Lee’s Palace: 37 years as Bloor’s live music ‘crown jewel’

Lee's Palace has served as Bloor's live music "crown jewel" for 37 years. Brandon Choghri takes us inside the iconic venue, and shares the story of Nirvana's infamous Toronto debut in 1990.

By Brandon Choghri

For nearly 40 years, Lee’s Palace in Harbord Village has been buzzing with energy.

You’ll spot band members carrying guitar cases across Bloor Street, or fans lining the sidewalk for a sold-out show.

“Even just walking by on a Saturday or a Friday night, you can really tell that this is the place in the neighbourhood that’s got something going on,” said assistant bar manager John Pitts. “It’s really a cultural hub for all types of people.”

Lee’s Palace has been a staple of Toronto’s live music scene since 1985, with early shows headlined by local icons Blue Rodeo and Goddo, and an appearance from the Tragically Hip before they had released their first album.

“Everybody loves Lee’s…it’s just a phenomenal place,” said Daniel Tate, co-author of The Flyer Vault.

The book documents Toronto’s concert history through posters and flyers from venues across the city. Tate also curates their Instagram account, sharing an even deeper dive into the archives with more than 19,000 followers.

“Anytime I post a Lee’s Palace flyer, lose yourself in the comments. People are always talking about meeting their future wife there, or being in a mosh pit there getting their butt kicked, but they loved it…everybody who loves music in Toronto must have a Lee’s Palace story.”

Many of those stories involve seeing some of the biggest bands in the world with just a few hundred people. Through the 1980s and 90s, Lee’s Palace gained a reputation as a springboard for rock royalty, with bands hitting the tiny stage on the cusp of a meteoric rise.

“A lot of artists were no-names and then played Lee’s and after that, really took off,” Tate said.

“The Red Hot Chili Peppers, they played their first Toronto show at Lee’s Palace in 1986. Alanis Morisette, one of her early shows was at Lee’s. So, Lee’s has always been one of those sort of mythical venues where if you play it, it’s almost like a right of passage to take you to the next level, and not many venues can claim that,” he added.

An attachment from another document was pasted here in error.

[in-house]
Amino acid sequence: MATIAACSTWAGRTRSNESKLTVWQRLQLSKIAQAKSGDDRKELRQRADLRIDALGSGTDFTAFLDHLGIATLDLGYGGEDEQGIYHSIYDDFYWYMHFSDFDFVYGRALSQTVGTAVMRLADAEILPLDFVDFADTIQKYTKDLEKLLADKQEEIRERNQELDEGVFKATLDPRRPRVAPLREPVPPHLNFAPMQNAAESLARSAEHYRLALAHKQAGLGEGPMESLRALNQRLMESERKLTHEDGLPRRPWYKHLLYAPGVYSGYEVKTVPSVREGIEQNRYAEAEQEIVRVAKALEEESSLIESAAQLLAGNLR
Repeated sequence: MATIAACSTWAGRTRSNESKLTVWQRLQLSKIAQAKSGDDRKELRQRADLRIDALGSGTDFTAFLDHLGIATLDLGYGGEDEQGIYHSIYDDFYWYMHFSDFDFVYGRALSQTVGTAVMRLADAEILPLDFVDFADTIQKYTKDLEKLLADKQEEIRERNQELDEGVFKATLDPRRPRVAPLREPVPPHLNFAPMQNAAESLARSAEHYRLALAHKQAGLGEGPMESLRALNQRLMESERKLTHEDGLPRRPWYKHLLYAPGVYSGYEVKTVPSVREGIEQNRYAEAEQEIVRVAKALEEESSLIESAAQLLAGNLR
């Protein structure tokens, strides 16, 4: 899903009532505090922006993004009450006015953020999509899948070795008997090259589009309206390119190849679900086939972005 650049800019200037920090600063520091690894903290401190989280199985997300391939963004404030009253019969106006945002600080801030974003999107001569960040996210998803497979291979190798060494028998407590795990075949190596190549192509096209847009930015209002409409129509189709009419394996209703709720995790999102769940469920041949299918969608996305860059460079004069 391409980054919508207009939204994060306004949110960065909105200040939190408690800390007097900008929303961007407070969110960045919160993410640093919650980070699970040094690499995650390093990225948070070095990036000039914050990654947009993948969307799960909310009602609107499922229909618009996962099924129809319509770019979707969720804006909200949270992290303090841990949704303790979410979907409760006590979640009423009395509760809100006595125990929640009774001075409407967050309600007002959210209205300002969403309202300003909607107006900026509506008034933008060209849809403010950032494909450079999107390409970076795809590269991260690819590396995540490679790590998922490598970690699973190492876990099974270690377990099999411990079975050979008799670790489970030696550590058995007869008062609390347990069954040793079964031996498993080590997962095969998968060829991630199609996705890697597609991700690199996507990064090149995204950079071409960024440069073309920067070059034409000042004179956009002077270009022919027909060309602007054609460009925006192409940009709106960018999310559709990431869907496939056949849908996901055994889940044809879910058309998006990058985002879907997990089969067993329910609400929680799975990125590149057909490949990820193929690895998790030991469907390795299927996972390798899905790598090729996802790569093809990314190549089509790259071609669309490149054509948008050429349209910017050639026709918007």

One of the most revered Lee’s Palace shows was Nirvana’s Toronto debut in 1990, five months before the release of their album Nevermind. By most accounts, the show was poorly attended, with only about 100 people coming through the door. A frustrated Kurt Cobain started tossing bottles at his own drummer, and then into the crowd.

“The crowd kind of took his lead, picked up their bottles and started throwing them at the stage,” Tate explained.

“That show is recorded, you can listen to it on YouTube and near the end, you hear just all this glass shattering and then Kurt goes on the mic and says ‘I hope you guys recycle these after.'”

Outside of Lee’s Palace you’ll often spot people stopping to take pictures of the iconic mural, or pausing to reminisce on a past show.

“Lee’s Palace reminds me of when I was playing about 20 years ago…you used to see the greatest bands come in here,” said one local resident walking along Bloor.

“This is probably a huge cultural experience for anybody who wants to experience something that comes from rock roots… it’s a small space, but it’s wonderful.”

For some, the venue’s greatest claim to fame isn’t actually a concert, but a connection to a Toronto-based cult classic.

“I’m stoked to be here because there’s a cool history with Lee’s Palace in terms of Scott Pilgrim vs. the World,” said one fan lining up for a show. The 2010 Edgar Wright film featured one of its signature fight scenes inside Lee’s.

After 37 years on Bloor Street, Lee’s Palace has solidified itself as an icon in Harbord Village.

“Now that Honest Ed’s is no more, to me Lee’s is the anchor, the crown jewel,” Tate said. “We need to make sure that Lee’s is given all the protection, tax breaks, and any other benefits or advantages that the city can give them to keep them operating.”

For venue staff, the focus remains the same: bringing people the best concert experience possible.

“It really is special to see people smiling and excited to be here,” said Pitts. “There’s a little bit of magic when you enter the door.”

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